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The Duo is Designing Future of Farming

Future of Farming

Duo Designing the Future of Farming

Future of Farming – The connected farm initiative by Case IH has been active in Brazil for just over six months. Here, we follow the collaboration between Paulo Humberto Gouvea, senior director of corporate solutions at TIM Brasil, and Christian Gonzalez, vice president of Case IH for Latin America, as they work to advance digital agriculture in even the most remote regions.

Future of Farming

Here is a summary.

The Problem

Locate a partner Case IH, a CNH Industrial brand, would require more than just its digital know-how to launch the linked farm, a lab where farmers can test, learn, and provide first-hand feedback. A connectivity partner with the knowledge and skills to handle Brazil’s extensive agricultural environment was needed. And at that point, TIM Brasil intervened.

The largest mobile network coverage in the nation is offered by TIM Brasil. These are merely urban regions, though. Connecting the vast rural portions of the nation is the next significant task.

Gouvea says, “I’d argue Brazil is a continent. We have a significant difficulty because Brazil has agricultural land covering more than 300 million hectares.

Determine the ideal location – According to Christian Gonzalez of Case IH, “We wanted to select a setting that symbolises true Brazilian agriculture.” The company intended the linked farm to show how, even in a location with already high levels of productivity, rural internet boosts in-field output.

After looking at other areas, the ideal partner was discovered—one of their dealers in Gua Boa, in the state of Mato Grosso.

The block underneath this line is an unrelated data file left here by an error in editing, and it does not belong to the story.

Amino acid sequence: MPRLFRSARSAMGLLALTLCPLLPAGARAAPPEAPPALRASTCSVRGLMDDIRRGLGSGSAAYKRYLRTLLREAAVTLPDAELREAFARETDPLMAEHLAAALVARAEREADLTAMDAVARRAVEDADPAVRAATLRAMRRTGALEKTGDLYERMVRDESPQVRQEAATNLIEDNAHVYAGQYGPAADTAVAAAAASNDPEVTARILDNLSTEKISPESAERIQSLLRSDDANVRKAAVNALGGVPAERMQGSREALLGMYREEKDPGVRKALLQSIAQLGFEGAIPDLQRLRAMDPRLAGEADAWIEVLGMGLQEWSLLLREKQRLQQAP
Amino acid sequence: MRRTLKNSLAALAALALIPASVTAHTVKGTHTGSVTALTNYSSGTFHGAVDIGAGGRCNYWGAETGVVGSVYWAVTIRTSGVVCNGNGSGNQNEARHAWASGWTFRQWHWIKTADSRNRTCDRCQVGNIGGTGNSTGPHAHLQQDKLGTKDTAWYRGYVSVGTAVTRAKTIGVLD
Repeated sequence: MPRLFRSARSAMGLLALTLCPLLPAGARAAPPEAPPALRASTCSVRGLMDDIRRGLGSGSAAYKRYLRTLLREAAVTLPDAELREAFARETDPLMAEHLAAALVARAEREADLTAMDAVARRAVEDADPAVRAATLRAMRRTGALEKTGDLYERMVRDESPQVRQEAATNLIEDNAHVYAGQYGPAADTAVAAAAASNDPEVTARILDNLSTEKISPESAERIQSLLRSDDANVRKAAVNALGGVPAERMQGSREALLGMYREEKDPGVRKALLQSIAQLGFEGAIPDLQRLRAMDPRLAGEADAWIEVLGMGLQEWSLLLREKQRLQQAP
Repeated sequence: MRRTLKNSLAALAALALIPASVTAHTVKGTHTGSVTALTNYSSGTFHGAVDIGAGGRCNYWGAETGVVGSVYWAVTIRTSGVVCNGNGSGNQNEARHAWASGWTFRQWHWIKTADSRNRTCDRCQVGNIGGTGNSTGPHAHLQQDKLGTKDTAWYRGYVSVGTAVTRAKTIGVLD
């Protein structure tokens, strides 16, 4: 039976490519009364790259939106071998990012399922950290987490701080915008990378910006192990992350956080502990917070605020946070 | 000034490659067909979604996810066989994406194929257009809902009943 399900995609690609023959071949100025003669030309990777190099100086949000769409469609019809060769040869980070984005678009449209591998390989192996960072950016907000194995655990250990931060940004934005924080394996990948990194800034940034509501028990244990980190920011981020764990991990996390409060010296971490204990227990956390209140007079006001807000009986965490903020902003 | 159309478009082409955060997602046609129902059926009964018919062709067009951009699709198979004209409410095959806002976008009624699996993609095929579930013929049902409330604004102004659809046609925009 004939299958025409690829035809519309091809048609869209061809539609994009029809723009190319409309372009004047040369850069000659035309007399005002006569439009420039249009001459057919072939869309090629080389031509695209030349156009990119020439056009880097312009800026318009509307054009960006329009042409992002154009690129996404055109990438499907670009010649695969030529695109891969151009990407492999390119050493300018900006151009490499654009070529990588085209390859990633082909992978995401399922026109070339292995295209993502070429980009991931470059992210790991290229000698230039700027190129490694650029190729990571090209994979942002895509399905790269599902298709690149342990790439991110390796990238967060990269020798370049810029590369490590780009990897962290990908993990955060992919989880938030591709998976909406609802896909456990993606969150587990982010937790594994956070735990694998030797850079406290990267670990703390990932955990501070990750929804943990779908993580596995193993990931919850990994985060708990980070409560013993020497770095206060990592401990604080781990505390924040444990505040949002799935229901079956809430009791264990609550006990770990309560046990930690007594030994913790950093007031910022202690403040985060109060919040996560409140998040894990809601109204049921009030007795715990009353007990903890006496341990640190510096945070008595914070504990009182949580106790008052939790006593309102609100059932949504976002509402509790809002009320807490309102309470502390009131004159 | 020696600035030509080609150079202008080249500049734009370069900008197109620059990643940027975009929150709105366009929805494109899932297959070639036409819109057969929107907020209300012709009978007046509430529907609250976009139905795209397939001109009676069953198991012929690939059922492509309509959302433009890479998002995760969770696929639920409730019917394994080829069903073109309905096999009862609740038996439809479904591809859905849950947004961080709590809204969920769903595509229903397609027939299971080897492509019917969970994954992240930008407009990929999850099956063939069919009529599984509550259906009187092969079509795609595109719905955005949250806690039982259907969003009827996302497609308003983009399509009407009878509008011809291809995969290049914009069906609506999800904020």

The Answer

Show the advantages – To persuade the community of the project’s advantages, the team measured three crucial pillars. The first was productivity, which included cutting back on chemical use, labour, and logistics for machinery. The second was financial, focusing on assets, investments, and return on equity. How will farmers be compensated? Sustainability is the third factor, which is also quite crucial. How would the project assist farmers in producing more while using less water, fertilizer, chemicals, and carbon footprint?

Engage the neighbourhood – 58,595 hectares, or more than 25,000 people, and 93 rural homes are now connected in the region. The project’s benefits have not just been felt in households; over 6,000 pupils are being taught in 21 schools.

Long Term Goals – The connected farm project will last for three years, and as it has only been underway for a few months, nature has not yet provided much information.

Gonzalez argues that we must respect nature’s timing. “We have our three primary pillars to measure by, but in order to analyse and compare data, we need three complete agricultural cycles.” The farm’s daily operations are, nevertheless, being favourably impacted by the preliminary findings. According to Gonzalez, “We are witnessing a very substantial impact on farming practise, in how problems are dealt at the farm.”

Just the beginning: A number of partners are eager to fund the initiative since they share its goals.